Veteran caretakers continue service at National Memorial Cemetery of the Pacific

| January 16, 2015 | 0 Comments
Chris Farley, National Memorial Cemetery of the Pacific caretaker and military veteran, visits the grave of his parents at the NMCP, Dec. 18. Farley’s father, Bob Farley, served as a colonel in the Marines, and his mother, Nathalie Farley, worked as registered nurse. Farley served in the Navy from 1982 to 1985.

Chris Farley, National Memorial Cemetery of the Pacific caretaker and military veteran, visits the grave of his parents at the NMCP, Dec. 18. Farley’s father, Bob Farley, served as a colonel in the Marines, and his mother, Nathalie Farley, worked as registered nurse. Farley served in the Navy from 1982 to 1985.

 

Story and photos by Air Force Staff Sgt. Chris Hubenthal
Defense Media Activity, Hawaii News Bureau

HONOLULU — The National Memorial Cemetery of the Pacific (NMCP) is the final resting place for many military veterans who served across the globe.

The gravesites and memories of these men and women are maintained with dignity, compassion and respect by military veteran caretakers, every day, to ensure they are honored.

Seventeen veteran caretakers are responsible for the upkeep of 112.5 acres of land that serves as the resting place for 55,000 individuals interred. They also ensure the preservation of the memorials at the Honolulu Memorial’s Courts of the Missing.

Veteran caretakers at work.

Veteran caretakers at work.

The memorials honor 18,096 veterans who served in World War II, 8,200 veterans who served in the Korean War, and 2,504 veterans who served in the Vietnam War.

Charles Winder, NMCP caretaker, and Navy and Army veteran, works meticulously to ensure that the work he does at the cemetery is the best that he can deliver.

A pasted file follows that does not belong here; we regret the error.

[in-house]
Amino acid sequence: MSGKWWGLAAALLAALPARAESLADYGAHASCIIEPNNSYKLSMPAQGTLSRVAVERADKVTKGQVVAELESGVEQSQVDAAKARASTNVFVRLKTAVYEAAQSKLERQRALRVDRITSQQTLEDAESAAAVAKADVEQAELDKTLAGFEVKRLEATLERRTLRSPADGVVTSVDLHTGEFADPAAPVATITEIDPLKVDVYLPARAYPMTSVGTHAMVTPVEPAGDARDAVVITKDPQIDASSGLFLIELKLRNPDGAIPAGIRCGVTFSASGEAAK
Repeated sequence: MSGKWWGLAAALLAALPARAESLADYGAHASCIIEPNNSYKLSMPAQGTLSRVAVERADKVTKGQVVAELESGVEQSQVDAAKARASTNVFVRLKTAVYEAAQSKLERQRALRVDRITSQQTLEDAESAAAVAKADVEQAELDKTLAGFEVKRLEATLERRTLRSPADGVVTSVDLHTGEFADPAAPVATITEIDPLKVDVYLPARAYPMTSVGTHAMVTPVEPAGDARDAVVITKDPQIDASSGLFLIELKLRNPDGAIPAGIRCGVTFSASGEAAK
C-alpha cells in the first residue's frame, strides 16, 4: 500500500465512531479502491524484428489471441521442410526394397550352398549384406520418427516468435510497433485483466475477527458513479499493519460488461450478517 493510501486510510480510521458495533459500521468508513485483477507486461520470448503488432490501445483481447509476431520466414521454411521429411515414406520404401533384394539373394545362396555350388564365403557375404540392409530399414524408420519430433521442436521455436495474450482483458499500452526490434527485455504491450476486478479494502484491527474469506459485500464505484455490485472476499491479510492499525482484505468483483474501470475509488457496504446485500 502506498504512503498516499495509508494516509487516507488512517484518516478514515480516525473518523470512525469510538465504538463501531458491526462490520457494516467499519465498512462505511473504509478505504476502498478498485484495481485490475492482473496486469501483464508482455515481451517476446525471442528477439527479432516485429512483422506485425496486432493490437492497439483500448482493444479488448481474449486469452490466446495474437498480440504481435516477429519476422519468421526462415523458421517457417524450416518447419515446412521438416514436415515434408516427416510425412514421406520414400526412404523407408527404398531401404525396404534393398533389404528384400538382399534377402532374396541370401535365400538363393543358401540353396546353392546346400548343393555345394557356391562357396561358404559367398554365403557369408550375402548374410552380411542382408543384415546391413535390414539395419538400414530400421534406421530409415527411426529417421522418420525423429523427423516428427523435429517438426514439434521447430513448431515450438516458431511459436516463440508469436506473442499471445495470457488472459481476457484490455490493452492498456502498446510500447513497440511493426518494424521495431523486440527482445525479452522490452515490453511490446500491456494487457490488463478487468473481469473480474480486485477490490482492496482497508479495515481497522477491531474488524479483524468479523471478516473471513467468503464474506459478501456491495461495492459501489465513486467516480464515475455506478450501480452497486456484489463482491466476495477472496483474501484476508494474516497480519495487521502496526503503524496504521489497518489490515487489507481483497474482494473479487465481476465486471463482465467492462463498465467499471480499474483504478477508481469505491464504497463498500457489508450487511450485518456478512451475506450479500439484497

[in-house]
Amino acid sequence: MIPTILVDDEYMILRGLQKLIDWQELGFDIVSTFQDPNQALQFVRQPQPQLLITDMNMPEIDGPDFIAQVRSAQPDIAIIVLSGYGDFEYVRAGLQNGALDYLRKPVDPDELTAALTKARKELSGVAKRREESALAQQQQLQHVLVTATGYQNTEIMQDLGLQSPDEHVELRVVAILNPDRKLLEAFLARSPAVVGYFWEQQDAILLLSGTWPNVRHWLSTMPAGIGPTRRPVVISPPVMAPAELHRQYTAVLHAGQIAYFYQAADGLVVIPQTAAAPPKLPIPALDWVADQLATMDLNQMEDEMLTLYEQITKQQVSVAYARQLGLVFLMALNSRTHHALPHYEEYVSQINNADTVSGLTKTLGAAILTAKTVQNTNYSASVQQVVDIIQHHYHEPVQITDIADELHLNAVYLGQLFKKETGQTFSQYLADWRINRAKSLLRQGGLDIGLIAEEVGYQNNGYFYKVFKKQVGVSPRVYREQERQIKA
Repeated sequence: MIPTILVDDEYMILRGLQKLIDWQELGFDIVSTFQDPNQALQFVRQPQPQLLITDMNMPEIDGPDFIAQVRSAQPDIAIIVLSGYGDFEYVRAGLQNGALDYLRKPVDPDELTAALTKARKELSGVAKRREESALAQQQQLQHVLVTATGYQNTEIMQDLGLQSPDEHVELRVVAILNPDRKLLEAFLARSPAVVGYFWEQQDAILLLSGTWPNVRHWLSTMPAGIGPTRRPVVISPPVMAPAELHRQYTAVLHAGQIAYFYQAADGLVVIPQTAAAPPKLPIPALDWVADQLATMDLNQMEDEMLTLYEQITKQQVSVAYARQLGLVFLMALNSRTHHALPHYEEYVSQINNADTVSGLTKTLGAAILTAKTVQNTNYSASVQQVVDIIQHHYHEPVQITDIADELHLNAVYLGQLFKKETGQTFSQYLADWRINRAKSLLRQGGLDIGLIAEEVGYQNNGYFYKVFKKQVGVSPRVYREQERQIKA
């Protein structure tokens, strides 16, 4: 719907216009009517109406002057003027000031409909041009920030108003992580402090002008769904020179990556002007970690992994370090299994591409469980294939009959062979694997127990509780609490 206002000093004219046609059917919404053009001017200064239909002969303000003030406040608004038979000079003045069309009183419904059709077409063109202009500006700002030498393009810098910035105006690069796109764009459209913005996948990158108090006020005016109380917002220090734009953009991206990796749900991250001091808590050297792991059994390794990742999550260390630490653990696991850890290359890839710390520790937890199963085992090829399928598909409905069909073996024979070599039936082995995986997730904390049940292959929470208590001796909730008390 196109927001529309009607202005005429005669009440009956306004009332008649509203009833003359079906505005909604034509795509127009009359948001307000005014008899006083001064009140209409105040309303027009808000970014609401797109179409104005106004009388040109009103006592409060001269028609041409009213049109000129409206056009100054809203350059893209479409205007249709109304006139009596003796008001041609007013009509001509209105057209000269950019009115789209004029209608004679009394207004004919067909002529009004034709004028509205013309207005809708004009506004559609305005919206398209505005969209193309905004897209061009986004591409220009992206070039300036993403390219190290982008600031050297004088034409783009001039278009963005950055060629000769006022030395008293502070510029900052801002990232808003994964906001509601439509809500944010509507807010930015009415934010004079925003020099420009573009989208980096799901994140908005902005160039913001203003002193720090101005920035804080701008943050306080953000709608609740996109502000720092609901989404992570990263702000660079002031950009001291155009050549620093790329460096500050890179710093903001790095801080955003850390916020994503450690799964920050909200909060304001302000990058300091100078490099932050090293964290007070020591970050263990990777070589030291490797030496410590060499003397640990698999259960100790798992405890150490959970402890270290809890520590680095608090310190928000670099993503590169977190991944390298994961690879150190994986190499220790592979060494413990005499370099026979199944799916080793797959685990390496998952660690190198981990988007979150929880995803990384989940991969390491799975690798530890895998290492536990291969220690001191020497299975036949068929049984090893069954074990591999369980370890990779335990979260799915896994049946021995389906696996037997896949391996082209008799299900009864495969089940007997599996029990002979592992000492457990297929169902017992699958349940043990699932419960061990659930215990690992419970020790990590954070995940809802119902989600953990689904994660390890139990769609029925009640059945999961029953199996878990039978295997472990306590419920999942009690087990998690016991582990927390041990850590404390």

“What we do is very detail oriented,” Winder said. “To us, the small things matter and keeping a nice, neat appearance, a professional appearance, is very important because the veterans that made the ultimate sacrifice for us deserve nothing less. We take our mission statement very seriously.”

Caretaker’s responsibilities at the cemetery are diverse, with tasks to provide maintenance, turf management, irrigation, and aiding in conducting burials and interments. The work that Winder does is more than just a job for him.

“It’s a very emotional feeling that fills me with pride that I have the privilege to take care of our nation’s vets,” Winder said. “I get heartfelt ‘thanks’ on a daily basis, so it’s a very rewarding job. And being a veteran myself, one day I plan to be interred here. What a great feeling to know that I will lie next to our nation’s heroes and that I will be taken care of just as well.”

Working with veterans at the NMCP reminds some caretakers of when they served years earlier and acts as a way to be a part of something greater.

“I thought it would be great to work with veterans,” said Misty Dods, NMCP caretaker and Army veteran. “I remember getting issued my uniform and standing in formation in the brigade. It was an awakening for me to know that I was going to be a part of something great. It was a proud moment … a tear-eyed moment for me, and continues on today.”

Chris Farley, NMCP caretaker and Navy veteran, attributes much of his success to his parents. His father served as a fighter pilot in the Marines and his mother worked as a registered nurse. Both of Farley’s parents are now at rest at the NMCP.

“It’s nice to be here and to take care of the grounds with this memory right here,” Farley said. “My father was a big influence on my life. He was a Marine aviator, so I had been around Marine and Navy bases up until then. Of course, he motivated me in a few other ways, so I joined the Navy. He made me proud being in the service.”

Farley said that his daily work reminds him of the impact he and his coworkers have at the cemetery.

“I find myself reading the markers a lot when we’re doing maintenance,” Farley said. “There’s a picture in the office that shows a service, and the honor guard is handing the flag to a little boy. Obviously he lost his dad, so I try to keep that in mind when I work here every day.”

Veterans like Winder, Dods and Farley continue to ensure the memory of the deceased and those who have fallen remain honored. Their work helps ensure that our nation’s heroes are respected and, for the approximately 5 million visitors a year, that their story lives on.

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Category: Defense Media Activity, News

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